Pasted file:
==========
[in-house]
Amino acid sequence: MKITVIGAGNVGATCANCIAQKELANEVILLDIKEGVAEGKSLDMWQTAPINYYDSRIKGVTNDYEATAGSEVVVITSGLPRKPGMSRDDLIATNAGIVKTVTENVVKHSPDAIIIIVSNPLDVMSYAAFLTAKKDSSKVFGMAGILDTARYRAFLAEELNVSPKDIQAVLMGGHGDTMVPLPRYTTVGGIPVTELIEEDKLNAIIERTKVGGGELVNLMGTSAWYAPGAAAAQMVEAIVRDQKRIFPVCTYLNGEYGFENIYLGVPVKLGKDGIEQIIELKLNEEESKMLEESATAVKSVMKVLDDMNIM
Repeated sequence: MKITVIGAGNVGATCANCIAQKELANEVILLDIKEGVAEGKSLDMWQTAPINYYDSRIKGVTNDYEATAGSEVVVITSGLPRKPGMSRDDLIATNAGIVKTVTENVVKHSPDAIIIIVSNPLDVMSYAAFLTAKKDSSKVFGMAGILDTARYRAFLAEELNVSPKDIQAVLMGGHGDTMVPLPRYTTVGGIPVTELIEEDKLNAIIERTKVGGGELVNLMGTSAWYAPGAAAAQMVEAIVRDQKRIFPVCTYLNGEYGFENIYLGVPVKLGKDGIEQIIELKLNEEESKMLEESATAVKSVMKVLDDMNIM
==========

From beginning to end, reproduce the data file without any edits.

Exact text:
[in-house]
Amino acid sequence: MKITVIGAGNVGATCANCIAQKELANEVILLDIKEGVAEGKSLDMWQTAPINYYDSRIKGVTNDYEATAGSEVVVITSGLPRKPGMSRDDLIATNAGIVKTVTENVVKHSPDAIIIIVSNPLDVMSYAAFLTAKKDSSKVFGMAGILDTARYRAFLAEELNVSPKDIQAVLMGGHGDTMVPLPRYTTVGGIPVTELIEEDKLNAIIERTKVGGGELVNLMGTSAWYAPGAAAAQMVEAIVRDQKRIFPVCTYLNGEYGFENIYLGVPVKLGKDGIEQIIELKLNEEESKMLEESATAVKSVMKVLDDMNIM
Repeated sequence: MKITVIGAGNVGATCANCIAQKELANEVILLDIKEGVAEGKSLDMWQTAPINYYDSRIKGVTNDYEATAGSEVVVITSGLPRKPGMSRDDLIATNAGIVKTVTENVVKHSPDAIIIIVSNPLDVMSYAAFLTAKKDSSKVFGMAGILDTARYRAFLAEELNVSPKDIQAVLMGGHGDTMVPLPRYTTVGGIPVTELIEEDKLNAIIERTKVGGGELVNLMGTSAWYAPGAAAAQMVEAIVRDQKRIFPVCTYLNGEYGFENIYLGVPVKLGKDGIEQIIELKLNEEESKMLEESATAVKSVMKVLDDMNIM